Science & Technology

The evolution of animal viruses has the potential to reveal the future of COVID-19. – Science Inquirer

When animals catch COVID-19 from humans, new SARS-CoV-2 mutants may develop. To assess this phenomenon, an interdisciplinary team from the Faculty of Veterinary and Biomedical Sciences systematically analyzed the types of mutations that occur in the virus after infection in cats, dogs, ferrets, and hamsters.

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Cases of COVID-19 identified in various wildlife, zoos and livestock show cross-species transmission, which is a rare outbreak for most viruses.

“In the area of ​​coronavirus, SARS-CoV-2 has a very wide range of species,” said Laura Bashor, one of the first authors of microbiology, immunology, and pathology and a PhD student. I am saying. “Generally speaking, many types of viruses cannot infect other species of animals and have evolved very specifically.”


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Eric Gagne, lead author at the University of Pennsylvania and now an assistant professor of wildlife disease ecology, said:

The worldwide spread and spread of the virus has given researchers a unique opportunity to investigate the evolution of the SARS-CoV-2 virus, including the laboratory at Sue VandeWoud University in Colorado State University.

These experts in the transmission of diseases in wild and domestic cats have applied their experience in sequence analysis and genomic collection studies to SARS-CoV-2. the study It was recently published in PNAS, the official journal of the National Academy of Sciences.

New mutation

Researchers in the VandeWoude lab collaborate with Assistant Professor Angela Bosco-Laut and Professor Dick Bowen of the Department of Biomedical Sciences to develop tests for SARS-CoV-2 susceptibility of animal species using animal modeling expertise. Did.

Also, the key to the findings was new viral sequencing techniques at various stages of the study, which are now common in detecting mutations in the human population. Mark Stenglein, an associate professor of microbiology, immunology, and pathology, provided his research with computational skills for analyzing biomolecular sequences known as bioinformatics.

“We have discovered that there has been evolution, that virus selection has been seen, and that many variants have emerged in the genomic sequence of the virus,” Bashor said.

To provide sufficient viral material for the study, Bosco-Lauth and Bowen cultured SARS-CoV-2 human samples in laboratory-grown cells. Bashor and Gagne determined that at each step in this process, multiple mutations occur, making up a larger proportion of the genetic population.

The virus was then introduced into four households and samples of the virus were collected from the nasal passages after infection.

“In animals, cell culture variants have returned to their original human form, indicating that they are likely to be adapted to the cell culture and environment selected for them.” Gagne said.

Not all of these mutations in the cell culture SARS-CoV-2 mutant have been transferred to the new host. Instead, various mutations appeared in the virus shed by living animals.

The first virus sample of the study was isolated in early 2020. The team then observed mutations that formed a widespread SARS-CoV-2 strain in the human population at an accelerated rate throughout the study.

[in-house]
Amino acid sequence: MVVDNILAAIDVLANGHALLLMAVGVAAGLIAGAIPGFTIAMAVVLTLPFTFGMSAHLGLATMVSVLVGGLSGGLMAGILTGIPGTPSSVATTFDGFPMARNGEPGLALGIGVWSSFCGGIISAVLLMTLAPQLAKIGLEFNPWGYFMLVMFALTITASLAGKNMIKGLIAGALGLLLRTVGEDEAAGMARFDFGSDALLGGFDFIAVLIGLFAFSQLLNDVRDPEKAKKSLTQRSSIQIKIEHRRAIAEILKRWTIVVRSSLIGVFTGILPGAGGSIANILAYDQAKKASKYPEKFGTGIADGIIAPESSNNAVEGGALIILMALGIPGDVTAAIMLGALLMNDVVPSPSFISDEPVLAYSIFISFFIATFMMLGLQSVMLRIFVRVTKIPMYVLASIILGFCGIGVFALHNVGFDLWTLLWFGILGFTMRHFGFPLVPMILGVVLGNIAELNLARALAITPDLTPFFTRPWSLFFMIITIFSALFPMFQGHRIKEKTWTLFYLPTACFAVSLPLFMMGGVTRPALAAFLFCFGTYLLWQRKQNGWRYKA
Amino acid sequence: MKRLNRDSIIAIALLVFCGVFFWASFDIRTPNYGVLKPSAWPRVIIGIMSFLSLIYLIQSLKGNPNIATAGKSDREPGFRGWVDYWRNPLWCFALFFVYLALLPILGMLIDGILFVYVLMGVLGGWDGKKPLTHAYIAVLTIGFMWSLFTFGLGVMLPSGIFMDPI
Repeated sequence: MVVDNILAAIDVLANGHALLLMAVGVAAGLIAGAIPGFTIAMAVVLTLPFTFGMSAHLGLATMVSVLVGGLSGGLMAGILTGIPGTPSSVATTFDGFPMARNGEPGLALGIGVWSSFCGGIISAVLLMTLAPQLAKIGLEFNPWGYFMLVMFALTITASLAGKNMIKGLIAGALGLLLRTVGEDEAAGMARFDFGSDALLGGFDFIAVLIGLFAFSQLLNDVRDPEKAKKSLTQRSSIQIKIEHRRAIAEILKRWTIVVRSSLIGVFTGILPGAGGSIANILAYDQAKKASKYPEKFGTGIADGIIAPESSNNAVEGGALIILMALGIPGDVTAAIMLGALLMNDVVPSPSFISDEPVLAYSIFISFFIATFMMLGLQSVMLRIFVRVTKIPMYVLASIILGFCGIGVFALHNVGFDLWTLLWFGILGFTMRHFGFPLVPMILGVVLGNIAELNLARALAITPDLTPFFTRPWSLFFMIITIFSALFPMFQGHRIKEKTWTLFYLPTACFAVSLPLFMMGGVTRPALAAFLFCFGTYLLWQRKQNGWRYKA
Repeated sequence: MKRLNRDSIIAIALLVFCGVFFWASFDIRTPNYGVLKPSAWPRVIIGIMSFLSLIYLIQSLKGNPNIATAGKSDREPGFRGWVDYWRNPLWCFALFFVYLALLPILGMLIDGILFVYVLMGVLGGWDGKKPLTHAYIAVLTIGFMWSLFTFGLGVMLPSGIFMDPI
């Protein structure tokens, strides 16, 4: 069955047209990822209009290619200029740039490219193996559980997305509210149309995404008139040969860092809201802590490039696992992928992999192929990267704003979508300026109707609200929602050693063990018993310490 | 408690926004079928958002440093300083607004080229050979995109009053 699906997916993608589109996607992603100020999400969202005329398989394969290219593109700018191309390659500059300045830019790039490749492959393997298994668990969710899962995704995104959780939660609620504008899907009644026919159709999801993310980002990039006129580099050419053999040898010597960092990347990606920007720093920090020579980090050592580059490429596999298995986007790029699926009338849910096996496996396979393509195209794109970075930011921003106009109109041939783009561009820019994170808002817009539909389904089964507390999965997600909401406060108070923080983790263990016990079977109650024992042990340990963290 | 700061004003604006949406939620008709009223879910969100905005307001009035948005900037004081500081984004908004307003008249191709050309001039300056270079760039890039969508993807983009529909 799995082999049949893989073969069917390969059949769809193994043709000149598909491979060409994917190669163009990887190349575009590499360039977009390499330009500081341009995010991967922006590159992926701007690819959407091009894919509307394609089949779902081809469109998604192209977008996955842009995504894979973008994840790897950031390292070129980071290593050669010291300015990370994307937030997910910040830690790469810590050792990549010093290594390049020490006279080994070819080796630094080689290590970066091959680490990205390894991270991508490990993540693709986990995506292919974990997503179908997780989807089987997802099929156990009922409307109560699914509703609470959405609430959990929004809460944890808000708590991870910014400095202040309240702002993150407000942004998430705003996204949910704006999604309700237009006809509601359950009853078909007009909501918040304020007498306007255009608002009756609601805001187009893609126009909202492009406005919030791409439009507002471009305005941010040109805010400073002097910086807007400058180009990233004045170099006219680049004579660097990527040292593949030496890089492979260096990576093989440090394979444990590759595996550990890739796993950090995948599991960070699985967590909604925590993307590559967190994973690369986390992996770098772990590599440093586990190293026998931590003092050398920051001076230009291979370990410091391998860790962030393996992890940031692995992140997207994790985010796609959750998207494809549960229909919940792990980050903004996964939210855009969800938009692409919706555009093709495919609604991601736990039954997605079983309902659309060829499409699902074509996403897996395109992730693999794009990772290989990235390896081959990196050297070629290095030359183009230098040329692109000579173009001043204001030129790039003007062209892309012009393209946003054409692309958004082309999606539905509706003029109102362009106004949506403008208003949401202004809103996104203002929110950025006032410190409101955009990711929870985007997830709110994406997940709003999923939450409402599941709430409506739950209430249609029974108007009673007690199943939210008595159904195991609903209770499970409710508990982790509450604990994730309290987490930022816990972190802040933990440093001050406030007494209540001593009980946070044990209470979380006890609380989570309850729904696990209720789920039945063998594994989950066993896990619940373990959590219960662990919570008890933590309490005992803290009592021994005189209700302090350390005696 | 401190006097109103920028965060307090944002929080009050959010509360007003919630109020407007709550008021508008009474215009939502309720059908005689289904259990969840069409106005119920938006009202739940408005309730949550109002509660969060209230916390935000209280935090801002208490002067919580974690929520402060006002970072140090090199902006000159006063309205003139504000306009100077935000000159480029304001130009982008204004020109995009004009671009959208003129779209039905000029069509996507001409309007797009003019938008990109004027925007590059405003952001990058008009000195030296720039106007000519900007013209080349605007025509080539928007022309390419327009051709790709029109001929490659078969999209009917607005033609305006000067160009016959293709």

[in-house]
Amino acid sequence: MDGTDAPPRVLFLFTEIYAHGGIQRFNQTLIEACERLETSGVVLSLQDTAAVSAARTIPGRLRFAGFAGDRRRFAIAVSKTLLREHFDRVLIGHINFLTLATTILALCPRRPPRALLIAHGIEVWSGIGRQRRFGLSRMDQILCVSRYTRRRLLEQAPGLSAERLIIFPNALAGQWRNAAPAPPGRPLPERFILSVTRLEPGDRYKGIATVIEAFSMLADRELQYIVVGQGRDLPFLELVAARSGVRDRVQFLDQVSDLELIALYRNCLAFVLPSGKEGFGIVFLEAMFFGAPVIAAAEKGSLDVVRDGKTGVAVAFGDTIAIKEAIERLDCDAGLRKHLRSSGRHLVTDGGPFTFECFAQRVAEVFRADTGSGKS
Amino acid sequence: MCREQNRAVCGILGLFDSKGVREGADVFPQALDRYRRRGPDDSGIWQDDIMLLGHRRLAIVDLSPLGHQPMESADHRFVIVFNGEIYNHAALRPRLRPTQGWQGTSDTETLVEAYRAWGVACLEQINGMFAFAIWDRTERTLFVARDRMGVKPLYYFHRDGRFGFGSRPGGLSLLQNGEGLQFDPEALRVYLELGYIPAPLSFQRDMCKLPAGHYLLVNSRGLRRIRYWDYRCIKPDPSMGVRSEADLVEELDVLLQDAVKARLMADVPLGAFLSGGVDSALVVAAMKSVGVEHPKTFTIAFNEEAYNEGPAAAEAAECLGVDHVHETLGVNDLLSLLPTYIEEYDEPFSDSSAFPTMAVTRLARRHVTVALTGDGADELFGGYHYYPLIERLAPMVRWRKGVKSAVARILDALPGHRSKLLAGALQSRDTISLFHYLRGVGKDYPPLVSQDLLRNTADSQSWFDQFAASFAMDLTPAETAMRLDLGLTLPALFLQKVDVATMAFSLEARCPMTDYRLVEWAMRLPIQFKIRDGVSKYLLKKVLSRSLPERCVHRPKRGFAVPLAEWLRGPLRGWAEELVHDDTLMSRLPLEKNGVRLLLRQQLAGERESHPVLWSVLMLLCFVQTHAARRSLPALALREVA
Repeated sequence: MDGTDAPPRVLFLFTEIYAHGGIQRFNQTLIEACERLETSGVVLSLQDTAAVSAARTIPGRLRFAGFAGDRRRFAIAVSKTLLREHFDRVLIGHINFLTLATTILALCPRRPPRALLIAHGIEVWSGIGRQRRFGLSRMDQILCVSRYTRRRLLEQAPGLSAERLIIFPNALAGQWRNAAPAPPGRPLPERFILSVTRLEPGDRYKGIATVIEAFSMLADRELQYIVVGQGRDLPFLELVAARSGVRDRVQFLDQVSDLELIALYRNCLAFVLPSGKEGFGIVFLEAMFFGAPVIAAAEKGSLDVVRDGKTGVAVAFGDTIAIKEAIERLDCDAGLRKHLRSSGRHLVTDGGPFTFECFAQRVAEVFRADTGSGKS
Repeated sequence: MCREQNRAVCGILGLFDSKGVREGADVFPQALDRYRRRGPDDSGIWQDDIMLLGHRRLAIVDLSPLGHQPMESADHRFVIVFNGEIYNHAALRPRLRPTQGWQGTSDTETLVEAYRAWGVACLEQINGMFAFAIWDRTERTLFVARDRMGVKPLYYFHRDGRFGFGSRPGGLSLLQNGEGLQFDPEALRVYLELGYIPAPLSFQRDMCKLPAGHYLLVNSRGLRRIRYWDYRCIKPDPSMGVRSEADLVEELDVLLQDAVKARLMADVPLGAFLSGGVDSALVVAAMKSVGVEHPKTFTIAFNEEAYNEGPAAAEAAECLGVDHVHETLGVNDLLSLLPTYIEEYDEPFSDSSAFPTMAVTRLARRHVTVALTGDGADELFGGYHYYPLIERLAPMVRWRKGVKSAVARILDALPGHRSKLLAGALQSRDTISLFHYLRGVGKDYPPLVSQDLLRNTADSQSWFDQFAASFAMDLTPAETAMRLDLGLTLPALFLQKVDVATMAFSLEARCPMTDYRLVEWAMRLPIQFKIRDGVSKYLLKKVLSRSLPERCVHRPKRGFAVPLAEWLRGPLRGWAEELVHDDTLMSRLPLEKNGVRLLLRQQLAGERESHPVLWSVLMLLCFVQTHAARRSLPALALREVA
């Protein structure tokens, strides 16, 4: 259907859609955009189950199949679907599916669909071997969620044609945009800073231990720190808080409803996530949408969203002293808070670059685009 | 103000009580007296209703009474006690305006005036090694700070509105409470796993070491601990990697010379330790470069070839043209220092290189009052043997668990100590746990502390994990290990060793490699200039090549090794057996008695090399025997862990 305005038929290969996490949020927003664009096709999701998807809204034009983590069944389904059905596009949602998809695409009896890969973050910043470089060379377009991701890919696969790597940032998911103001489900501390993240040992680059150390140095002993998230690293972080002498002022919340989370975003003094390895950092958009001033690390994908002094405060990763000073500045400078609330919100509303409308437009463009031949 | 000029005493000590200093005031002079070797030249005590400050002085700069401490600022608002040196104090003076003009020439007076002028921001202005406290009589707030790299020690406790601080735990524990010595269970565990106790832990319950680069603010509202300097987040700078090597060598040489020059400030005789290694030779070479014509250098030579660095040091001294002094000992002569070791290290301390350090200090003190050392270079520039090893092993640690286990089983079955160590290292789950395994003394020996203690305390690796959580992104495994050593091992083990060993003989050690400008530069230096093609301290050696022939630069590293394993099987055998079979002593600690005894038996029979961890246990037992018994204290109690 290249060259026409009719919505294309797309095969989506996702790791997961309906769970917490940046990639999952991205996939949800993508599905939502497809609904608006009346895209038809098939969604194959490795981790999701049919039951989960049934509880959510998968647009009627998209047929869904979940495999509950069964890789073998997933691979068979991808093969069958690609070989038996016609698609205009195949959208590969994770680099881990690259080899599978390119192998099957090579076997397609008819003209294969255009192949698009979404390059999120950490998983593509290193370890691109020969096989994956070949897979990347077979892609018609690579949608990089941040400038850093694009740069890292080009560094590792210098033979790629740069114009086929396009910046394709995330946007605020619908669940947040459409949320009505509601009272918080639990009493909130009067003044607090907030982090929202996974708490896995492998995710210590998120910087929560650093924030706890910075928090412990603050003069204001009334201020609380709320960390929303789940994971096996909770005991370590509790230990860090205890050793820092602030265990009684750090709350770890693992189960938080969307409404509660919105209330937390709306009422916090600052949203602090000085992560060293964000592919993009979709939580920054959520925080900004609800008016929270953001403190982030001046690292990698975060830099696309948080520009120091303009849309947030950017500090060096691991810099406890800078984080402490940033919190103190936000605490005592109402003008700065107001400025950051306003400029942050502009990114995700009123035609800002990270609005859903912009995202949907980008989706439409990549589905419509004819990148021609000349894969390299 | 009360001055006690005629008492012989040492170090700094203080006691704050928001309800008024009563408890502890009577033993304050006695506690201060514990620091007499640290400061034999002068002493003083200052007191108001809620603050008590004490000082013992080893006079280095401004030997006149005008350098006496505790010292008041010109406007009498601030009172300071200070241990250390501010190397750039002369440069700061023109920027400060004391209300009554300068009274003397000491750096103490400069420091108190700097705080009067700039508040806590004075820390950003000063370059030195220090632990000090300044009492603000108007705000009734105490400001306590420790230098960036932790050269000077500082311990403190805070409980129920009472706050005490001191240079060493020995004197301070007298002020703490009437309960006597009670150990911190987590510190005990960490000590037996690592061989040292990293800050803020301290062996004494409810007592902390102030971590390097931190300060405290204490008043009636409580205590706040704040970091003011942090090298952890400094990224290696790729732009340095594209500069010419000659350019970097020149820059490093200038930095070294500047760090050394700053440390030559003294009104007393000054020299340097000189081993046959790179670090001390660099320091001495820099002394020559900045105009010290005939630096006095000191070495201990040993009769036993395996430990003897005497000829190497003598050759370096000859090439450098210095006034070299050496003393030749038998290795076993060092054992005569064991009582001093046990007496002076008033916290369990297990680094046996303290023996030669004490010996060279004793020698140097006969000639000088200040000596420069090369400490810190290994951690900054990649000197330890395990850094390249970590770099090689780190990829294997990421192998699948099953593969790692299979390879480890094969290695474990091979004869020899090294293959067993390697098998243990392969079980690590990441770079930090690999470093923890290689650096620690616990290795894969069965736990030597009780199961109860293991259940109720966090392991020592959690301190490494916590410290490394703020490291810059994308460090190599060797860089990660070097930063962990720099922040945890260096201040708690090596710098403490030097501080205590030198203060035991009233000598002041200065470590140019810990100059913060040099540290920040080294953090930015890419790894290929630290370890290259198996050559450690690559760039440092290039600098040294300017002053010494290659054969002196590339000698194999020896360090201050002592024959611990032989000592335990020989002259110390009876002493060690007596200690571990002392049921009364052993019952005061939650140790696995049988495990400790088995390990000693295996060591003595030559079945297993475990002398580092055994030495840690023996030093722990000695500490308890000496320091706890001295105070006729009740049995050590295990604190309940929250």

“Some of them were found in humans in alpha, beta, and delta variants,” said senior author Dr. Sue Vandood. “There was a specific genetic code change that mimicked what other scientists reported to people.”

Contact exposure between two cats has shown that the SARS-CoV-2 mutant may be transmitted with the potential to spawn new strains within the species.

“That’s what we see in people,” Bosco-Lauth said. “Hosts that are very well adapted to support SARS-CoV-2 infection are also very good at allowing these mutations to settle and be inherited.”

future

Basher did not anticipate SARS-CoV-2 research when he came to CSU to begin his PhD during a pandemic. However, it has provided a unique opportunity to steadily carry out as a graduate student in a “really cool and viable project” in disease ecology and evolution.

When the team began the SARS-CoV-2 study, Gagne had completed a postdoctoral fellow on cross-species transmission of the cat retrovirus in the Vande Woude lab. He is currently an assistant professor and continues to investigate SARS-CoV-2 spillovers at the University of Pennsylvania’s Wildlife Futures Program.

According to Vande Woude, graduate students and early career scientists such as Bashor and Gagne have made significant contributions to the study of SARS-CoV-2.

The team continued its investigation with a focus on cats. This is because cats are highly susceptible to leakage of COVID-19 from humans and can develop variants of the virus and spread to other cats.

Bashor has begun analyzing SARS-CoV-2 genomic sequences from large pools of cat breeds around the world, including tigers, lions and snow leopards. Publicly available data on infected cats may provide additional insights into the adaptability and variability of COVID-19 within and between cat breeds.

There is no evidence of transmission from cats to humans. However, cats continue to be susceptible to all variants of the population’s COVID-19.

By understanding the evolution of the cat virus, the research team can find answers to the following questions: What is the future of SARS-CoV-2 for humans and animals?

Image Credit: Colorado State University



The evolution of animal viruses has the potential to reveal the future of COVID-19. – Science Inquirer

https://scientificinquirer.com/2021/12/06/viral-evolution-in-animals-could-reveal-future-of-covid-19/ The evolution of animal viruses has the potential to reveal the future of COVID-19. – Science Inquirer

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